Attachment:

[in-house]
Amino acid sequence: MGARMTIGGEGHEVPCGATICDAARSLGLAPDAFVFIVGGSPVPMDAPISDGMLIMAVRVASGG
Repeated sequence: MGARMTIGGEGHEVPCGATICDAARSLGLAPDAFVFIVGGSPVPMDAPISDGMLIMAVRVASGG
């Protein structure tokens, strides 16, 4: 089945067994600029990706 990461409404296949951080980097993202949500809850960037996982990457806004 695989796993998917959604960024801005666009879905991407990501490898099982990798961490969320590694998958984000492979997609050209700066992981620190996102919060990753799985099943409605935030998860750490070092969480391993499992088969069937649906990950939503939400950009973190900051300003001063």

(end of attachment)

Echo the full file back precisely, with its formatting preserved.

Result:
[in-house]
Amino acid sequence: MGARMTIGGEGHEVPCGATICDAARSLGLAPDAFVFIVGGSPVPMDAPISDGMLIMAVRVASGG
Repeated sequence: MGARMTIGGEGHEVPCGATICDAARSLGLAPDAFVFIVGGSPVPMDAPISDGMLIMAVRVASGG
């Protein structure tokens, strides 16, 4: 089945067994600029990706 990461409404296949951080980097993202949500809850960037996982990457806004 695989796993998917959604960024801005666009879905991407990501490898099982990798961490969320590694998958984000492979997609050209700066992981620190996102919060990753799985099943409605935030998860750490070092969480391993499992088969069937649906990950939503939400950009973190900051300003001063």